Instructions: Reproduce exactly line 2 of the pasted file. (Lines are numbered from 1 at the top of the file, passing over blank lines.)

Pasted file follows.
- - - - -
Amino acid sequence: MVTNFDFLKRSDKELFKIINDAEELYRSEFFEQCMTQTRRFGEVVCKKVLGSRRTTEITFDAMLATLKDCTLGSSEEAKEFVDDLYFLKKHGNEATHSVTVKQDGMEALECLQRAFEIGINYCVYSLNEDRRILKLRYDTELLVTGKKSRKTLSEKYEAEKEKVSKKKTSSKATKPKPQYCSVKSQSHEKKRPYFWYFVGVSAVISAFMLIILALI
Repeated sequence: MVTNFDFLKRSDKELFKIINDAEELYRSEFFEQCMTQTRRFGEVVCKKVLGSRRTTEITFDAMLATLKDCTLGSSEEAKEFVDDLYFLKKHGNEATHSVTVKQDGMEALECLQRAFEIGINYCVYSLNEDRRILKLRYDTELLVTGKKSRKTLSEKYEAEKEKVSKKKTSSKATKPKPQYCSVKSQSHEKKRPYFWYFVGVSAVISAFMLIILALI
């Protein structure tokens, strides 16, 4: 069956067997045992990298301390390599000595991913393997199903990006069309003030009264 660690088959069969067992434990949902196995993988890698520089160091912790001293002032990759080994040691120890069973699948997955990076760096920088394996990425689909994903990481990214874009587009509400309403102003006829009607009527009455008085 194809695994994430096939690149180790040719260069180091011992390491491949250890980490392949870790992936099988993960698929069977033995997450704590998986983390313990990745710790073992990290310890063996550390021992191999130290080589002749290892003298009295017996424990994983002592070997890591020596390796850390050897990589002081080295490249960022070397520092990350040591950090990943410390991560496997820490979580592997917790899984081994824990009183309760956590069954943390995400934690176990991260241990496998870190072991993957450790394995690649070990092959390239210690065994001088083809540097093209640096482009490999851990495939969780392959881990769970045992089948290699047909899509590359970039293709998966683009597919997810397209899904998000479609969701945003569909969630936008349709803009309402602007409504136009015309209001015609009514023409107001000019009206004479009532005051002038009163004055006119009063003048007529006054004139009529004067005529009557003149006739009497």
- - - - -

Repeated sequence: MVTNFDFLKRSDKELFKIINDAEELYRSEFFEQCMTQTRRFGEVVCKKVLGSRRTTEITFDAMLATLKDCTLGSSEEAKEFVDDLYFLKKHGNEATHSVTVKQDGMEALECLQRAFEIGINYCVYSLNEDRRILKLRYDTELLVTGKKSRKTLSEKYEAEKEKVSKKKTSSKATKPKPQYCSVKSQSHEKKRPYFWYFVGVSAVISAFMLIILALI